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|<== Date ==>||<== Thread ==>|
|Subject:||Re: V4 design issue: Should primitive data types have well defined precisions?|
|From:||Ralph Lange <Ralph.Lange@bessy.de>|
|To:||Marty Kraimer <firstname.lastname@example.org>|
|Cc:||EPICS Core Talk <email@example.com>|
|Date:||Mon, 27 Jun 2005 17:44:00 +0200|
Marty Kraimer wrote:
dataAccess does not define basic primitive data types such as int16, int32, int64. This means that unless something else besides dataAccess defines such types two data sources have no way to guranteee that their primitive data types are compatiblle. In fact for the exact same propertyId one source may store the data as a, int32 and the other side as a float64. With dataAccess alone they have no way of knowing except by some other means such as conventions about propertyIds.Since dataAccess does not define primitive data types, application code has no way to guarantee precision for data without some conventions on top of dataAccess. Thus if the application uses the type long it does not know if this is 32 bits or if it is 64 bits. For network applications it certainly seems desirable to have a way to guarantee precisions.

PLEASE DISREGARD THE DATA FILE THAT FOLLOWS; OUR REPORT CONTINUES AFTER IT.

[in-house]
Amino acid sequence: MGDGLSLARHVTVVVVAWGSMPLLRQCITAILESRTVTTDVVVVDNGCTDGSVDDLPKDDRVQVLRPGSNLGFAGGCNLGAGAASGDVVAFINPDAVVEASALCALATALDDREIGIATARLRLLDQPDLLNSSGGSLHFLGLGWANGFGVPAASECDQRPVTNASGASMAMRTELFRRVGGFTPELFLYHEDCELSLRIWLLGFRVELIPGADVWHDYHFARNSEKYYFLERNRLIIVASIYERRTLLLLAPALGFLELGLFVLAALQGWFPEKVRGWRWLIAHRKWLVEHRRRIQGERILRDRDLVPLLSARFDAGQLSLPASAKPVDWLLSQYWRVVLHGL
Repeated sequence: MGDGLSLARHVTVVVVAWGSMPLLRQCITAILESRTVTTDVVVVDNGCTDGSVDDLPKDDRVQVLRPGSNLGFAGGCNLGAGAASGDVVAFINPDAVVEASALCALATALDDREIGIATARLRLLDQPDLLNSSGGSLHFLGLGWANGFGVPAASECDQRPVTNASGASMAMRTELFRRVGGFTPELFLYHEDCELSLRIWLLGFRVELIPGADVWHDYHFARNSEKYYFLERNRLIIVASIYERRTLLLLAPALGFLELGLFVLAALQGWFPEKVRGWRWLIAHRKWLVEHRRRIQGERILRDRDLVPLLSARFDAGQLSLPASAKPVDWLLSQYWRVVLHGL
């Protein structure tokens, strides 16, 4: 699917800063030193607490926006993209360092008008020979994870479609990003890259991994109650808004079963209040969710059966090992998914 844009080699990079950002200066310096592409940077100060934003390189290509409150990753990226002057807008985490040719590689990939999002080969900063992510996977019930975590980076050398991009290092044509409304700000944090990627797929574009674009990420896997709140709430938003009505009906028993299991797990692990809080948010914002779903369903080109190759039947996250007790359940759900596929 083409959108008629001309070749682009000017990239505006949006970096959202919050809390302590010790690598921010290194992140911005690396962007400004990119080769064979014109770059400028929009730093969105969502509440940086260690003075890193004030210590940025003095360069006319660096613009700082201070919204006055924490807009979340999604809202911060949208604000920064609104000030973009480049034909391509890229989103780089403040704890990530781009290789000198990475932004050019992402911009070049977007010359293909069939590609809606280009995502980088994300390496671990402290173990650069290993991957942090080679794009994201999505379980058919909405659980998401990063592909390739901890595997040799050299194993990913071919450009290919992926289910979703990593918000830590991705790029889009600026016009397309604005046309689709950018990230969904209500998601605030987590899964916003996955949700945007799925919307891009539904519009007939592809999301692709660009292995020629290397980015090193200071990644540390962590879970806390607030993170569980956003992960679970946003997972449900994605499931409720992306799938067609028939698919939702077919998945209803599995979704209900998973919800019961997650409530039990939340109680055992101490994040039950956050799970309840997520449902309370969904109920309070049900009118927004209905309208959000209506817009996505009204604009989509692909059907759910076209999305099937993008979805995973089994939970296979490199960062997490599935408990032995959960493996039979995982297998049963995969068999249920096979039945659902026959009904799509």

I think we should distinguish between the system wide well-known primitive data types and the types used in the interface.
Iirc, at the SLAC meeting we were agreeing on an additional dataAccess traversal() method that yields the complete property structure together with the native types of the properties. (NB: And the access rights info?!). Those native types have to be well-known, size-fixed types that have a tag which is defined for the server and client side. So that the server can show the correct native type if asked for. So that the client can ask for and understand what's behind a certain property and use a local type that is wide enough to hold the data.
The types that dataAccess uses in its interface to the data, should by all means be the native types of the language that a certain implementation of dataAccess is written in.
I would like a client app in any language to be able to find out that a certain value's native type is "unsigned int32", but I would also like the same client app to freely choose data types of its language for its data instead of forcing all client data to be of type epics... If the interface is to be simple, it must use the simple types of its language.
Bottom line: the supported well-known primitive data types and the types that a certain implementation of dataAccess implements in its interface functions are two pairs of things.